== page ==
Summary Background The impact of severe acute respiratory syndrome coronavirus 2 (SARS-CoV-2) on postoperative recovery needs to be understood to inform clinical decision making during and after the COVID-19 pandemic. This study reports 30-day mortality and pulmonary complication rates in patients with perioperative SARS-CoV-2 infection. Methods This international, multicentre, cohort study at 235 hospitals in 24 countries included all patients undergoing surgery who had SARS-CoV-2 infection confirmed within 7 days before or 30 days after surgery. The primary outcome measure was 30-day postoperative mortality and was assessed in all enrolled patients. The main secondary outcome measure was pulmonary complications, defined as pneumonia, acute respiratory distress syndrome, or unexpected postoperative ventilation. Findings This analysis includes 1128 patients who had surgery between Jan 1 and March 31, 2020, of whom 835 (74·0%) had emergency surgery and 280 (24·8%) had elective surgery. SARS-CoV-2 infection was confirmed preoperatively in 294 (26·1%) patients. 30-day mortality was 23·8% (268 of 1128). Pulmonary complications occurred in 577 (51·2%) of 1128 patients; 30-day mortality in these patients was 38·0% (219 of 577), accounting for 82·6% (219 of 265) of all deaths. In adjusted analyses, 30-day mortality was associated with male sex (odds ratio 1·75 [95% CI 1·28–2·40], p<0·0001), age 70 years or older versus younger than 70 years (2·30 [1·65–3·22], p<0·0001), American Society of Anesthesiologists grades 3–5 versus grades 1–2 (2·35 [1·57–3·53], p<0·0001), malignant versus benign or obstetric diagnosis (1·55 [1·01–2·39], p=0·046), emergency versus elective surgery (1·67 [1·06–2·63], p=0·026), and major versus minor surgery (1·52 [1·01–2·31], p=0·047). Interpretation Postoperative pulmonary complications occur in half of patients with perioperative SARS-CoV-2 infection and are associated with high mortality. Thresholds for surgery during the COVID-19 pandemic should be higher than during normal practice, particularly in men aged 70 years and older. Consideration should be given for postponing non-urgent procedures and promoting non-operative treatment to delay or avoid the need for surgery. Funding National Institute for Health Research (NIHR), Association of Coloproctology of Great Britain and Ireland, Bowel and Cancer Research, Bowel Disease Research Foundation, Association of Upper Gastrointestinal Surgeons, British Association of Surgical Oncology, British Gynaecological Cancer Society, European Society of Coloproctology, NIHR Academy, Sarcoma UK, Vascular Society for Great Britain and Ireland, and Yorkshire Cancer Research.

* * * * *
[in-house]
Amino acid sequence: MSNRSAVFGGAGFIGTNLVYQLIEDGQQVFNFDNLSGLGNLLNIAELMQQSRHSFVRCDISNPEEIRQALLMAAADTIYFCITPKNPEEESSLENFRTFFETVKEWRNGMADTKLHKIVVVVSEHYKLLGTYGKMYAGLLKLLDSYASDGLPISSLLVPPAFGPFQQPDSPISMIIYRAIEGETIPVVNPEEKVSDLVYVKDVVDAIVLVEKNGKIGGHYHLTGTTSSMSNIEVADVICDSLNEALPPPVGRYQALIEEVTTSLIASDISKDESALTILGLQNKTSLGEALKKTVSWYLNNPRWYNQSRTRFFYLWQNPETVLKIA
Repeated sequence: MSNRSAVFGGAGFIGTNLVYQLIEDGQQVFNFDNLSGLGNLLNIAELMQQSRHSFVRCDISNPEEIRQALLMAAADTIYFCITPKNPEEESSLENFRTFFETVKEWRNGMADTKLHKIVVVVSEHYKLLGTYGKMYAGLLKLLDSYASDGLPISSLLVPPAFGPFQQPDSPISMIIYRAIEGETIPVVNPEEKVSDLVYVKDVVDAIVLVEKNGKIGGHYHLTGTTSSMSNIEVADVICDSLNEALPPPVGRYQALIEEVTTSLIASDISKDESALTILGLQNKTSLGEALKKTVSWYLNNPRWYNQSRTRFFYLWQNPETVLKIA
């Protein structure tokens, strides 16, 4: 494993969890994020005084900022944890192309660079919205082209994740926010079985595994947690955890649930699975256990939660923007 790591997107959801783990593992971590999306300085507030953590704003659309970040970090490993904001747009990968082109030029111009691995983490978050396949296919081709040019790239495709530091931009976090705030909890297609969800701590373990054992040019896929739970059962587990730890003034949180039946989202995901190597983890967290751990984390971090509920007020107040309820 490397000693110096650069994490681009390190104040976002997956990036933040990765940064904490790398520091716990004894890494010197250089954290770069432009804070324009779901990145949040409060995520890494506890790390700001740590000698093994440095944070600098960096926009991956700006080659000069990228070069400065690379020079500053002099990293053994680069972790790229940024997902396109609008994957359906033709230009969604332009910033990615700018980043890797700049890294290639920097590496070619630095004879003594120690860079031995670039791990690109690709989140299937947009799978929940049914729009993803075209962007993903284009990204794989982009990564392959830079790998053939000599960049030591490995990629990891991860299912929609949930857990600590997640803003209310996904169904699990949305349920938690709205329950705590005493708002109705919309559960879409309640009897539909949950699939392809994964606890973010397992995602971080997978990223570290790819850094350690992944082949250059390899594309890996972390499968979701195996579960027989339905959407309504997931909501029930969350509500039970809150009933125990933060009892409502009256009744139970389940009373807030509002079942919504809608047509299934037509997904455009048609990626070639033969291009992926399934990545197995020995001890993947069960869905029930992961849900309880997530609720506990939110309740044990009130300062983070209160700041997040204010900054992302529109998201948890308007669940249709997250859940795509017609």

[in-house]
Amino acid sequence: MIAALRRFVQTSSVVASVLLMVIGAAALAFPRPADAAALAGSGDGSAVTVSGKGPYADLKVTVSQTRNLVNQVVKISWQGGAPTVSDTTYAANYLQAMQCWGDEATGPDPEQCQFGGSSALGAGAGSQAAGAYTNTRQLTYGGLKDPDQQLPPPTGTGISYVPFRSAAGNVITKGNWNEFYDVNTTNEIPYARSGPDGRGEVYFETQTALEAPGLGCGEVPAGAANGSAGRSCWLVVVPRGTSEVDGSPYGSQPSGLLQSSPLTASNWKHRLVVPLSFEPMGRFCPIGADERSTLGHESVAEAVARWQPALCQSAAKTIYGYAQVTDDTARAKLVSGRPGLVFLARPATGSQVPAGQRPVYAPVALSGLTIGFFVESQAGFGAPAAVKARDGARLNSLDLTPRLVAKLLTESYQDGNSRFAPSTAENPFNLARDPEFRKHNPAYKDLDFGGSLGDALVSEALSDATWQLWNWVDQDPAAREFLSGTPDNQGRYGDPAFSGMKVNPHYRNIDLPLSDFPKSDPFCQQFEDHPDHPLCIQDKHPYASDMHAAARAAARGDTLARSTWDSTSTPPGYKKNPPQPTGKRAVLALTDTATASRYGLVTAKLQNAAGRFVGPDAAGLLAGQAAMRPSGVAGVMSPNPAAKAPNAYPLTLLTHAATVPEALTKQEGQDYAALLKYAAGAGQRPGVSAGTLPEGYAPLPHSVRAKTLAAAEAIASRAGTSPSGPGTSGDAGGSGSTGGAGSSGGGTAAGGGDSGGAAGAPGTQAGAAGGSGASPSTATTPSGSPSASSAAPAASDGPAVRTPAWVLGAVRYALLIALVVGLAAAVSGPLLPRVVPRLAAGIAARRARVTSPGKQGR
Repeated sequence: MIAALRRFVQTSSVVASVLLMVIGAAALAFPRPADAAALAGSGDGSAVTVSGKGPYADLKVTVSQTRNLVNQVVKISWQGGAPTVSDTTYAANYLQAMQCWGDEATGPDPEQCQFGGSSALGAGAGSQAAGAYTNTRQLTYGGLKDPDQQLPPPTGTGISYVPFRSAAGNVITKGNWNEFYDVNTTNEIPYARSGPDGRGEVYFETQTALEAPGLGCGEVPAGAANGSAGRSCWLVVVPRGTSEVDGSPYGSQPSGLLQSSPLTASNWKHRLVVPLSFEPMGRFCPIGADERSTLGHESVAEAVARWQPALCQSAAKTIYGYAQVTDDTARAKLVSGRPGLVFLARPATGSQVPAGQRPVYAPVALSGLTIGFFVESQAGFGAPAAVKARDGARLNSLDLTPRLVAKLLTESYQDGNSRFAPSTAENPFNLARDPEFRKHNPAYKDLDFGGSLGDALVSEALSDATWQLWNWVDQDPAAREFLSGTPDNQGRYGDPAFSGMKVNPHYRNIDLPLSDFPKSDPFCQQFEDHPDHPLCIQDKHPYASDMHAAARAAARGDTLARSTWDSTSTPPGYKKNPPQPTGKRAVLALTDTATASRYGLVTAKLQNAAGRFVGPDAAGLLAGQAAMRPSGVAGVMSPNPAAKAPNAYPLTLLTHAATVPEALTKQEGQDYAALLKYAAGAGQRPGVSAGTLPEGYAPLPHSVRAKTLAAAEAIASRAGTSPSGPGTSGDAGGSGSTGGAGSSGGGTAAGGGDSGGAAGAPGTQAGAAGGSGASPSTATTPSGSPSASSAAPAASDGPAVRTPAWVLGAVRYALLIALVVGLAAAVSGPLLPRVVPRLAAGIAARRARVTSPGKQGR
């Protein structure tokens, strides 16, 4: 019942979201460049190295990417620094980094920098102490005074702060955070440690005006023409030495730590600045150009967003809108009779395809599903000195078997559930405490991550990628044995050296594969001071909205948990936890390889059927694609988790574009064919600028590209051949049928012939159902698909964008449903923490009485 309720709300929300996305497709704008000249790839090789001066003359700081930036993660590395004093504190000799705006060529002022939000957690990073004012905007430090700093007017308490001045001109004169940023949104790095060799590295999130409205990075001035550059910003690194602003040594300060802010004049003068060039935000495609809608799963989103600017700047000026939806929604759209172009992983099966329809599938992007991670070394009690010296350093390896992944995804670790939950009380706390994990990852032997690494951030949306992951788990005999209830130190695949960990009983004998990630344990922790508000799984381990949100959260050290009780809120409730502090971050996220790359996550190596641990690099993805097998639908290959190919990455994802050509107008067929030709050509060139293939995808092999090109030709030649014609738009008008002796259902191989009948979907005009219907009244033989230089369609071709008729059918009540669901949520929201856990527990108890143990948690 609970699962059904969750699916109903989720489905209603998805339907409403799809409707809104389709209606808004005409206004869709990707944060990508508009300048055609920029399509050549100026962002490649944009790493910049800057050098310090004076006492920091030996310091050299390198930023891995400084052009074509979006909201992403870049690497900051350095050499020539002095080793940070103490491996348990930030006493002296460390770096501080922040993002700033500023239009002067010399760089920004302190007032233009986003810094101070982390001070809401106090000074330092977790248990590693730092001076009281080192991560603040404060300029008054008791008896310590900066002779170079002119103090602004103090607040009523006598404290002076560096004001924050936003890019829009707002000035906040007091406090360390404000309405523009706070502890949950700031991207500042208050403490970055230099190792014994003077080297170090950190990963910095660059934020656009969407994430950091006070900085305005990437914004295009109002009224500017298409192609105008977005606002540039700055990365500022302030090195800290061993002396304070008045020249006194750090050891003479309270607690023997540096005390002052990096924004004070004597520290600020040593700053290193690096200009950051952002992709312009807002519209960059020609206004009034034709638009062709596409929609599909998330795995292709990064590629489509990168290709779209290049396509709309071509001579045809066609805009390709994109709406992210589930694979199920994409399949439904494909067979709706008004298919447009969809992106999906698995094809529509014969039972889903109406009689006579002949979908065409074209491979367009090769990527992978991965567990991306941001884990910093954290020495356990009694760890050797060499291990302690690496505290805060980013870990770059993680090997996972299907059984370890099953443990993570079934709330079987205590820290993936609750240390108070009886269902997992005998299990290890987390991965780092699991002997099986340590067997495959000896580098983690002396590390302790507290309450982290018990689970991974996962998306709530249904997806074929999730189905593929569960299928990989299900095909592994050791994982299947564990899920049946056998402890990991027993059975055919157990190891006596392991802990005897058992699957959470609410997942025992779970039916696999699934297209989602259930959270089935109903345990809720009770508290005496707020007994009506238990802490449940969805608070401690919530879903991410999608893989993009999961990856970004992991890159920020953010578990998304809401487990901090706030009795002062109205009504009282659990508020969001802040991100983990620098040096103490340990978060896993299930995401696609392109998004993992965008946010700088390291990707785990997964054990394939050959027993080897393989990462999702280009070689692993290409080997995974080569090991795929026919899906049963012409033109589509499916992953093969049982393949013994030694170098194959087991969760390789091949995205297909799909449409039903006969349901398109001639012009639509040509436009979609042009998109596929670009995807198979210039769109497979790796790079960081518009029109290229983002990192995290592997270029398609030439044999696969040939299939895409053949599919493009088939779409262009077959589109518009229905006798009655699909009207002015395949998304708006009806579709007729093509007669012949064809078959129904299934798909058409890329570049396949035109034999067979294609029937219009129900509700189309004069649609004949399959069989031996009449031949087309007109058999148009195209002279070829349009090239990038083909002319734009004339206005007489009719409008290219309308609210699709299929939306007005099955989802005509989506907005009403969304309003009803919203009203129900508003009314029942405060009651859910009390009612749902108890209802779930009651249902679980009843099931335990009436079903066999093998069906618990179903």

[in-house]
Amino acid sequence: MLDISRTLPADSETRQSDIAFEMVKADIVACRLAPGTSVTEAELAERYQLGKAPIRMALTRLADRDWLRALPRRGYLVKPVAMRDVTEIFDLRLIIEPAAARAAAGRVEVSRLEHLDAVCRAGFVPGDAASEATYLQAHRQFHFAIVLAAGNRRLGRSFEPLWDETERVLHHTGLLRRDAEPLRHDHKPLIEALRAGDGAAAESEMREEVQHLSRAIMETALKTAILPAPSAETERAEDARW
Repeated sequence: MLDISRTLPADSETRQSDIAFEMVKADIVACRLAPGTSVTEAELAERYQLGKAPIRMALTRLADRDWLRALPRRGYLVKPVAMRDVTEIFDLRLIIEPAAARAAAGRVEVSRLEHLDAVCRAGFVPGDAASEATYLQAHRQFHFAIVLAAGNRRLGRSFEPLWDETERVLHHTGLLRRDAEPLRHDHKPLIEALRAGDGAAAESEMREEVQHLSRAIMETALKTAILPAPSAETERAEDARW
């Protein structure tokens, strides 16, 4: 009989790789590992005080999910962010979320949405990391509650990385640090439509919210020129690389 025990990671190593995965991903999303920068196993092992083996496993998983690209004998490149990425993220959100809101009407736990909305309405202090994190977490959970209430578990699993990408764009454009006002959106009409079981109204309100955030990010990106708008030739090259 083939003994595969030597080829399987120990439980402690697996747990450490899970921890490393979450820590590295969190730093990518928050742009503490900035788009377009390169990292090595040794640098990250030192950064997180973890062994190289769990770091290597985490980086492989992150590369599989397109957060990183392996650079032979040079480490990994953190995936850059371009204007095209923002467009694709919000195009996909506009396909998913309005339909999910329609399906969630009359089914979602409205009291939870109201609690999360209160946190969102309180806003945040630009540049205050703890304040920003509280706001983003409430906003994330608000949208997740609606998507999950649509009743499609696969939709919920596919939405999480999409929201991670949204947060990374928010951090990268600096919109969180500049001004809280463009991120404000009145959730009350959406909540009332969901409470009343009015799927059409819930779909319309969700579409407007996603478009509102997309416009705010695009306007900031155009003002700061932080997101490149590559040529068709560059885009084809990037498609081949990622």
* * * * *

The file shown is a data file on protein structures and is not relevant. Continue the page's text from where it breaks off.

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            Global guidance for surgical care during the COVID ‐19 pandemic